Where Scrum and Scrum-like processes fail

I don't see how a resolution to this problem fits inside of the Scrum framework, and that is a problem.  The idea of a completely self-managing team is ok for making construction type decisions about building the software, but it has no solution for the overall architecture and general best practices for the development of the application.  As much as we can despise hierarchy, it really has a value that is completely missed by Scrum.  You really want to have the more senior highly skilled developers technical people with more power over decisions and direction than your less skilled.  This isn't mean, it isn't spiteful or power-mongering, it is common sense.  The problem with the self-managing-everyone-is-equal team is that it levels the field.

So what is the solution?

Would I offer up a problem without offering up a solution?  There are several ways of dealing with this problem.  It depends on how far you are willing to step outside of Scrum.

Solution 1: Scrumminess Factor: 9

Appoint a small team of technical and business architects that have the responsibility of:

  • Overseeing the general architecture of the system
  • Creating development best practices and guidelines
  • Attending design sessions for other teams
  • Stepping in when needed to steer a team back on the right course

This solution works only if you have several Scrum teams on the project, where it would make sense to have a team dedicated to architecture.  This team is also a good one to be creating developer tools.  I have actually been part of a team doing this kind of role, and I think it worked out pretty well.  It doesn't really violate Scrum because that team is a separate Scrum team with a different kind of backlog.

Solution 2: Scrumminess Factor: 6

Appoint a technical architect to the project.  This person is in charge of the technical people on all of the teams for technical direction, but not HR duties.  This role would have the ultimate authority on any kind of development and architecture decisions for the project.  They would be a floating resource that could help teams at times where needed.  This person would be thinking about the bigger architecture picture that is being created by each of the teams.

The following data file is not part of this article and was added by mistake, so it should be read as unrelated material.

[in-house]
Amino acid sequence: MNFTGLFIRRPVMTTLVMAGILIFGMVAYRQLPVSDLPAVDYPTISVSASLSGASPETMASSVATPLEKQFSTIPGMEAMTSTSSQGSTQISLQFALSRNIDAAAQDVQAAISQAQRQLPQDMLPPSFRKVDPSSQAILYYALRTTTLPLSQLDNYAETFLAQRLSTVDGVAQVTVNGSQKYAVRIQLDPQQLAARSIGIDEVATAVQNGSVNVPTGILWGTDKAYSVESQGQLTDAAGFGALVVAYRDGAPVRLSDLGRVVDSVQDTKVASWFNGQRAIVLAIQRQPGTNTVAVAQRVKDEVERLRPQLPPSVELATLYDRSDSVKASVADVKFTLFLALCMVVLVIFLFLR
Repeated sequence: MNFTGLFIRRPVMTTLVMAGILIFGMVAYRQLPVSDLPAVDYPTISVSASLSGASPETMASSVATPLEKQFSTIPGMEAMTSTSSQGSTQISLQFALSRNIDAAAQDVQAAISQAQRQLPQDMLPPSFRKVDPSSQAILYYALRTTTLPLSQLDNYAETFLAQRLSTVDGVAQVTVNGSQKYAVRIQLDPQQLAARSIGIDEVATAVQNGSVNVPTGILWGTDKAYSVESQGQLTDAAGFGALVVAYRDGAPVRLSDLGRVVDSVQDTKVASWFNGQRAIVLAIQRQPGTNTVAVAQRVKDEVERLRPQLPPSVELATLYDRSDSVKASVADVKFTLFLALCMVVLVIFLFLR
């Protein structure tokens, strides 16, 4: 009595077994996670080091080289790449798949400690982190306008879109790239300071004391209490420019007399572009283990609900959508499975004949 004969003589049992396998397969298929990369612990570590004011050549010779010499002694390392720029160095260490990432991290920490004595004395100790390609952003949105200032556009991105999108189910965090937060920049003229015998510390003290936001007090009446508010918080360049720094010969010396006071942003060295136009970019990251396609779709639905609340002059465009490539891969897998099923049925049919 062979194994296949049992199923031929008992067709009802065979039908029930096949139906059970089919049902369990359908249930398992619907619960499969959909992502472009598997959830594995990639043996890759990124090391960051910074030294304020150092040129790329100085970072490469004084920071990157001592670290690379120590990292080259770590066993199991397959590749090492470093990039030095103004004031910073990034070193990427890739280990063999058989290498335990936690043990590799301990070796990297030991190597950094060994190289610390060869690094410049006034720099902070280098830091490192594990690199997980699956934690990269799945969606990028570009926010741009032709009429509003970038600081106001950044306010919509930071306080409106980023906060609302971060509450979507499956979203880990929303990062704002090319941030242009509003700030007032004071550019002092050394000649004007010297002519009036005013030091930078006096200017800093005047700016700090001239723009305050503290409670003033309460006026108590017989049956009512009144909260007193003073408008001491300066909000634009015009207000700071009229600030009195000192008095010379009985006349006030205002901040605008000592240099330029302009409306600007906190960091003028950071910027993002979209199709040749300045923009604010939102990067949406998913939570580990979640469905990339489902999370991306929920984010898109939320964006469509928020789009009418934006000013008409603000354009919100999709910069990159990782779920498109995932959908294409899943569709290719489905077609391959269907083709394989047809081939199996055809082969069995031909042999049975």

Solution 3: Scrumminess Factor: 3

Appoint technical leads on the teams which are responsible for the architecture and ultimate technical direction of the team they are on.  If you have multiple teams the technical leads should have a technical lead for the technical leads.  This allows for a unified vision when there is dissent among the technical team leads.  It has a low Scrum factor because it puts a direct leadership role on the Scrum team, but it allows for the solution to the mob architecture problem, while still keeping the architecture within the team.

One final word here.  If you are still thinking that a central authority is not important to a business, consider this:  every company I know of has either a CEO or a president.  I have never seen a company with a Chief Executive Committee.  Sure, there is a board of directors, whom the CEO ultimately is accountable to, but you have one person setting the vision and business direction of the company.

About the author

John Sonmez

John Sonmez is the founder of Simple Programmer and a life coach for software developers. He is the best selling author of the book "Soft Skills: The Software Developer's Life Manual."